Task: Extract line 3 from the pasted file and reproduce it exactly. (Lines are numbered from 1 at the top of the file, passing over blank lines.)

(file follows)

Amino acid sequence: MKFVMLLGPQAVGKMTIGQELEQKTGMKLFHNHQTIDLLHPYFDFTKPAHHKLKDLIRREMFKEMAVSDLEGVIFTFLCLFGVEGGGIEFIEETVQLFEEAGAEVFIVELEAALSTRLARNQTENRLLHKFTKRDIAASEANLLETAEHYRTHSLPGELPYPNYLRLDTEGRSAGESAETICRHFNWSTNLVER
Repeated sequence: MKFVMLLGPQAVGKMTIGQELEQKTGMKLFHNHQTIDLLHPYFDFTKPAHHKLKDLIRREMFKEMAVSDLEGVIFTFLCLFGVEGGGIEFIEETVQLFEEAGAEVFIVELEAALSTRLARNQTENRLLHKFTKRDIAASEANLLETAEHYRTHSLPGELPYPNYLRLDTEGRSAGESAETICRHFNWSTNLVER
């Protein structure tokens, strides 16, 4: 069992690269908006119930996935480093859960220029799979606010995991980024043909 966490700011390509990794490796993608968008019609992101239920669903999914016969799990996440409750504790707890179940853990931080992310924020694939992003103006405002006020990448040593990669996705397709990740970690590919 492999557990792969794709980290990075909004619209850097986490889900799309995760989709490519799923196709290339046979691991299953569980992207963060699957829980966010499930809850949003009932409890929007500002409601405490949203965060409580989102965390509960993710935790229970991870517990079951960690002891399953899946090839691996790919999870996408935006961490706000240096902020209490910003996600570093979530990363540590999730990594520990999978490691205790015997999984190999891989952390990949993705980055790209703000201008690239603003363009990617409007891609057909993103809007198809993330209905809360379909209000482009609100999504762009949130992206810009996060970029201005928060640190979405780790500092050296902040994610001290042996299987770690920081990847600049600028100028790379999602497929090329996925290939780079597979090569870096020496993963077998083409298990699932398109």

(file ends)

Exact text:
């Protein structure tokens, strides 16, 4: 069992690269908006119930996935480093859960220029799979606010995991980024043909 966490700011390509990794490796993608968008019609992101239920669903999914016969799990996440409750504790707890179940853990931080992310924020694939992003103006405002006020990448040593990669996705397709990740970690590919 492999557990792969794709980290990075909004619209850097986490889900799309995760989709490519799923196709290339046979691991299953569980992207963060699957829980966010499930809850949003009932409890929007500002409601405490949203965060409580989102965390509960993710935790229970991870517990079951960690002891399953899946090839691996790919999870996408935006961490706000240096902020209490910003996600570093979530990363540590999730990594520990999978490691205790015997999984190999891989952390990949993705980055790209703000201008690239603003363009990617409007891609057909993103809007198809993330209905809360379909209000482009609100999504762009949130992206810009996060970029201005928060640190979405780790500092050296902040994610001290042996299987770690920081990847600049600028100028790379999602497929090329996925290939780079597979090569870096020496993963077998083409298990699932398109």